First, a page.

• Motivational cultural intelligence and well-being in cross-cultural workplaces: a study of migrant workers in Taiwan

    Purpose: This study sought to advance understandings of migrant worker labor outcomes by examining (1) the relationship between migrant employees’ motivational cultural intelligence (CQ) and employee well-being and (2) whether voice behavior at work mediates this relationship. Design/methodology/approach: Working with leader–member exchange (LMX) theory and conservation of resources theory, the author proposed a multiple mediation model to explain the relationship between motivational CQ and employee outcomes and how employee voice may mediate this relationship. LMX and voice behavior were tested for the mediating effects in a cross-cultural context. To test the model, a questionnaire was conducted with Vietnamese migrants working in Taiwan (343 valid responses were collected). The results were analyzed using regression and bootstrapping. Findings: Higher motivational CQ was associated with higher levels of work engagement and lower levels of job burnout. Strong employee voice mediated this relationship: high motivational CQ enabled workers to learn cultural nuances that helped them speak up in appropriate ways (in part by building strong relationships with leaders), which positively influenced work engagement and job burnout. Originality/value: This study is one of the first to clarify and contribute to the research domain of cross-cultural management and motivational CQ among Vietnamese migrant workers living in Asian cultures. Past studies regarding CQ have seldom studied Southeast Asian migrant workers and the impact of motivational CQ on job burnout and work engagement. This study fills this gap and provides empirical evidence that may prove helpful for international human resources and organizational leaders.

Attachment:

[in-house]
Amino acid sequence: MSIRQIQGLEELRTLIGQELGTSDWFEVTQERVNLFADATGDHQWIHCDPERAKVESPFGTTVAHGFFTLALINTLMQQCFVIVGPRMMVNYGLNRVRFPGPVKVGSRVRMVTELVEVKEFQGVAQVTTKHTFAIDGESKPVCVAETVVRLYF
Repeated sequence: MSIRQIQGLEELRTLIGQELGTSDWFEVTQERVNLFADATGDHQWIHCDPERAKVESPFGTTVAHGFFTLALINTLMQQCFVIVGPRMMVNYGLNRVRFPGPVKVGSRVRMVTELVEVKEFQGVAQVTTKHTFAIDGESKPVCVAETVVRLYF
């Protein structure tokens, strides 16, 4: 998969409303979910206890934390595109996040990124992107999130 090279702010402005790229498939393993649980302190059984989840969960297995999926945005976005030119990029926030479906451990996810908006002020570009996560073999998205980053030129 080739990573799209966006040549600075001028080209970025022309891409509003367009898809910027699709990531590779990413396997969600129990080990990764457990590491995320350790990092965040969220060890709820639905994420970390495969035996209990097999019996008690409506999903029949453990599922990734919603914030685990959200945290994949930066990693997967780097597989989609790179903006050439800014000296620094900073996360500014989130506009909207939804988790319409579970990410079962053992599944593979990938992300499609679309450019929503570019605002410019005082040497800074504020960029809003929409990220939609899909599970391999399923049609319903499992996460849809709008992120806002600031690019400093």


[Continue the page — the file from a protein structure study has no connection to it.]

• How do young employees perceive stress and job engagement while working from home? Evidence from a telecom operator during COVID-19

    Purpose: The study examines the extent to which job demands and resources are related to job stress and engagement among young employees exposed to remote work. The study draws on the job demands–resources (JD-R) model, adapted to working from home during the pandemic. Design/methodology/approach: The study uses data from a survey among young employees (35 years and younger) in a large, telecommunications company in Norway (N = 303), conducted in May 2021. Linear regression analysis was employed. Findings: The results show that the difficulty of work tasks is positively related to stress while time spent working from home, managing work–life balance and receiving support from leaders are negatively related to stress. Furthermore, overtime, support from leaders and colleagues and managing work–life balance are positively related to job engagement. Having a dedicated workspace at home is not related to either job stress or engagement and no gender differences exist. Originality/value: The study theoretically contributes to the literature by showing that the nature of work plays out differently for the well-being of employees working from home. In terms of practical implications, the study suggests that adjusting the level of difficulty of work tasks and providing support can alleviate stress among young employees. Providing the option to work from home may reduce stress among these young employees, however working from home may face limitations regarding enhancing job engagement.